Generally, contributions to organizations organized outside of the U.S. do not qualify for the charitable income tax deduction. Accordingly, foreign charities wishing to establish a base of support in the United States often seek to establish U.S. charities to solicit contributions from U.S. donors to support their causes. The U.S. affiliates of such foreign charities are often referred to as “Friends of” organizations.
To qualify as a U.S. “Friends of” affiliate of a foreign charity, U.S. law dictates how the U.S. organization must relate to its foreign affiliate. Under United States tax law, U.S. Friends of organizations must be operated independently of the foreign organizations they support.
To qualify as independent, the U.S. organization cannot be controlled by its foreign affiliate. This means that at least a majority of the U.S. organization’s board should be independent of the foreign organization.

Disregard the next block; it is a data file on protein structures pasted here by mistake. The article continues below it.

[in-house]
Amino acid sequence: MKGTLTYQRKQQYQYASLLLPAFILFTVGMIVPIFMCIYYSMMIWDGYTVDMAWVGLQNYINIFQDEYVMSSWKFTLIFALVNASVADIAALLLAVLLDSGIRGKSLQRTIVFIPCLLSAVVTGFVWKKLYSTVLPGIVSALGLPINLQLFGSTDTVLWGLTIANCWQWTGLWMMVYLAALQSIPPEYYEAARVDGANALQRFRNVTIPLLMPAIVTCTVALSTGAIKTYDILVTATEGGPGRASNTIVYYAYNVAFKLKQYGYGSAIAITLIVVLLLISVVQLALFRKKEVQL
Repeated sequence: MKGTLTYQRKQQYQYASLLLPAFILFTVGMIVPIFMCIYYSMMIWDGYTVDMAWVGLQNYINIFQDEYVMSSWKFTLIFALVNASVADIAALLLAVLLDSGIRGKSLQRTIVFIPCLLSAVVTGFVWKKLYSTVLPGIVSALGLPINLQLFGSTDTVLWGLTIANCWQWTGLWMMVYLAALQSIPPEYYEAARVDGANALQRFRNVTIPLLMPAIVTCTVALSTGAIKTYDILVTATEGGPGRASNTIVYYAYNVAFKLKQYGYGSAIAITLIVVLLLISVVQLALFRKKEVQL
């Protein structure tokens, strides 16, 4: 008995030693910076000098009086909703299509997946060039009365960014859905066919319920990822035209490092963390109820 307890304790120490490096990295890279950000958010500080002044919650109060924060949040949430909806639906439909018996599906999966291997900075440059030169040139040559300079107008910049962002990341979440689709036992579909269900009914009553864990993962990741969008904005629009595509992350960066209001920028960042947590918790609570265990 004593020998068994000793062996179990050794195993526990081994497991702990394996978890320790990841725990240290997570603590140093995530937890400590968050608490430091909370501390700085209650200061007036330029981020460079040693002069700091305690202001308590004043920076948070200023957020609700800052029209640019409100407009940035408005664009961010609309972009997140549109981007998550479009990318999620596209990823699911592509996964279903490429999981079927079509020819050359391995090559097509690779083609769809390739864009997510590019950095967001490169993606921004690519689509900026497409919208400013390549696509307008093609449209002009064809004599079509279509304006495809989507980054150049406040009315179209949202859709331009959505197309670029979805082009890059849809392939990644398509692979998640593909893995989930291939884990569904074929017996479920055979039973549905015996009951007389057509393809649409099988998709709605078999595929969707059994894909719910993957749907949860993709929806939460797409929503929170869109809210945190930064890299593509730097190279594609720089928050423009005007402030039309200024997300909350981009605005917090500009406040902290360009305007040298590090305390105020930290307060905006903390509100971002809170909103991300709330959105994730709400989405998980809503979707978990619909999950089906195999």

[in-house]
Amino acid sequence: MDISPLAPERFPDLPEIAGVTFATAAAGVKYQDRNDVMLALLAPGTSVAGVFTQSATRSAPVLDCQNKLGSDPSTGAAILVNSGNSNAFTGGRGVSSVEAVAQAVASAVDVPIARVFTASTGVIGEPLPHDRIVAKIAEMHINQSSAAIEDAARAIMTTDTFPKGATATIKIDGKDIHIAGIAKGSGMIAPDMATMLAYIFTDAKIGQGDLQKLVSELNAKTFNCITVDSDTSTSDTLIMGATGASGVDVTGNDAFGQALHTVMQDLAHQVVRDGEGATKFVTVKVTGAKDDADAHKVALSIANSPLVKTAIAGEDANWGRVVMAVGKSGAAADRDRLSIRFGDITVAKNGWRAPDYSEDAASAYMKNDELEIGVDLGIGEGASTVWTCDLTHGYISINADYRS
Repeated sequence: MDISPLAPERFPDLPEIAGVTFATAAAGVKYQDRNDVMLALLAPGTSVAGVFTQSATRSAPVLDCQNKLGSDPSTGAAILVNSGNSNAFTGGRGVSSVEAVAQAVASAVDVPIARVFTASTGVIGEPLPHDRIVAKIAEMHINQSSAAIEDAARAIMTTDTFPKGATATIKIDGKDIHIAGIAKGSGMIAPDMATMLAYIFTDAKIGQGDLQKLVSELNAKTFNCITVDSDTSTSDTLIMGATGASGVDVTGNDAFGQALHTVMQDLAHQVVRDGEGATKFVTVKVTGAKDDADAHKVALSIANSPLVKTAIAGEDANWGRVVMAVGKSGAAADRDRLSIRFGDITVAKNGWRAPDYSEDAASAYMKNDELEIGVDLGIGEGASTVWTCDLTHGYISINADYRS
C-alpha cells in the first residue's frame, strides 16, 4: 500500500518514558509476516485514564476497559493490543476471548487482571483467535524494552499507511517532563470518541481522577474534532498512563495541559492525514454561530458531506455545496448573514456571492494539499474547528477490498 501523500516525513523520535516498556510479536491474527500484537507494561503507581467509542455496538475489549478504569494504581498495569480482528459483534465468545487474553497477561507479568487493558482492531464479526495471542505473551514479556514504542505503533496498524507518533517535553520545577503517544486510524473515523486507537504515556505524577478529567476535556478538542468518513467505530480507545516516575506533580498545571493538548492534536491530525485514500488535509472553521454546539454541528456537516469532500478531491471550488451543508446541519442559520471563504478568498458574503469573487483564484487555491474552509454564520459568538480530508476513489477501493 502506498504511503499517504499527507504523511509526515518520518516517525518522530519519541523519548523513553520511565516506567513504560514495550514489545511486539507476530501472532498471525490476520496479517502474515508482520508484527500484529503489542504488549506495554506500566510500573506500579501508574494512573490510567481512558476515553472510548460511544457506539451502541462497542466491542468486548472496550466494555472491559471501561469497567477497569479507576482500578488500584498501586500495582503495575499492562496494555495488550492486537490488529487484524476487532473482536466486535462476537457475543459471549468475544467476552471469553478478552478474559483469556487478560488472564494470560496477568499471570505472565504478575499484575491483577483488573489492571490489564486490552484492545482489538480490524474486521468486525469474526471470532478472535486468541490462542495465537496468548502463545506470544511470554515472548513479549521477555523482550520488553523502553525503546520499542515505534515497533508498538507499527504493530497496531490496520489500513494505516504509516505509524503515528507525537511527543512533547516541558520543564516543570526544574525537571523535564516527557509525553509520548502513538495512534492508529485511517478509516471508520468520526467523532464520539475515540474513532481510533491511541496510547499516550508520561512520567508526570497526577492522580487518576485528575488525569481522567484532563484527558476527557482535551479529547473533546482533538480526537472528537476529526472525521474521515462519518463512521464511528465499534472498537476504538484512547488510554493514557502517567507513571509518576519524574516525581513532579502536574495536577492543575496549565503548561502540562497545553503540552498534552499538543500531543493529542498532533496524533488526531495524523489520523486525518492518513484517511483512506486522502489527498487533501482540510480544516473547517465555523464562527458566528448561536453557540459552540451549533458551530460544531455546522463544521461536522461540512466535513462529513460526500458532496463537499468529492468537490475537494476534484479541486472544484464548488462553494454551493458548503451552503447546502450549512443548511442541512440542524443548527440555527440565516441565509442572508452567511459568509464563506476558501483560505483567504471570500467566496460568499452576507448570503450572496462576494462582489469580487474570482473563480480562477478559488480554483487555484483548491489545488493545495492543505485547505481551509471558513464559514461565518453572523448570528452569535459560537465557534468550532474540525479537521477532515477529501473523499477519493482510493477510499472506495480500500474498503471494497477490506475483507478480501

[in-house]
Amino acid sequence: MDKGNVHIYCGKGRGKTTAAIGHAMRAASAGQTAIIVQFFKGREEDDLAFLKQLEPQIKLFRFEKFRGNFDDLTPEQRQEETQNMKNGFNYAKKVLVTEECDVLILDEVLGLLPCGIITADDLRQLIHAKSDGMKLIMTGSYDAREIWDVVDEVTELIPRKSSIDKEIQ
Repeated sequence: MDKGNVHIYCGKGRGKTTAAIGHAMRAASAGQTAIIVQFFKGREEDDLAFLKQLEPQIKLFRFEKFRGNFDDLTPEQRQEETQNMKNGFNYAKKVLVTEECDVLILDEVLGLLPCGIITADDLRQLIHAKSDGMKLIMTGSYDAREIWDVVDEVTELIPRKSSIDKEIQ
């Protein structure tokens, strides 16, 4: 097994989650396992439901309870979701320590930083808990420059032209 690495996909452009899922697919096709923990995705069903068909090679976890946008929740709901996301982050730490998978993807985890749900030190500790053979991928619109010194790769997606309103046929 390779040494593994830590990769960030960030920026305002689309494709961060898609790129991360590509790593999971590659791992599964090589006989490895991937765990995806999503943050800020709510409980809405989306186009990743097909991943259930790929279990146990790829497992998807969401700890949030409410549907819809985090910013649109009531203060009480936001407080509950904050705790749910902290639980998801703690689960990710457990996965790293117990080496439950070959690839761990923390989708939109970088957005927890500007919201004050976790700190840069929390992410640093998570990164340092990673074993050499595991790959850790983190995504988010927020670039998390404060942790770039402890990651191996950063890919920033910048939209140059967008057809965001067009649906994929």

To further establish its independence, the governing board of the U.S. Friends of Charity must have the legal authority and discretion to carry out the U.S. organization’s charitable purposes and oversee its management, finances and disbursements. In other words, the legal relationship between the foreign organization and the U.S Friends of Organization must be similar to that of a U.S. foundation and its foreign grantee.
There is typically an ongoing tension between the desire to operate for the benefit of the foreign charity and the requirement for the U.S. Friends of organization to operate independently. To make the relationship work, the U.S. organization must follow clear processes and procedures for the approval of grants to the foreign organization and take care to ensure that funds raised are mission restricted rather than earmarked for the foreign organization.
If the U.S. organization lacks independence, is dominated by the foreign affiliate in its decision-making process, or accepts contributions earmarked for the foreign organization, the IRS will likely view it as a mere conduit of the foreign charity and deny or revoke its tax-exempt status.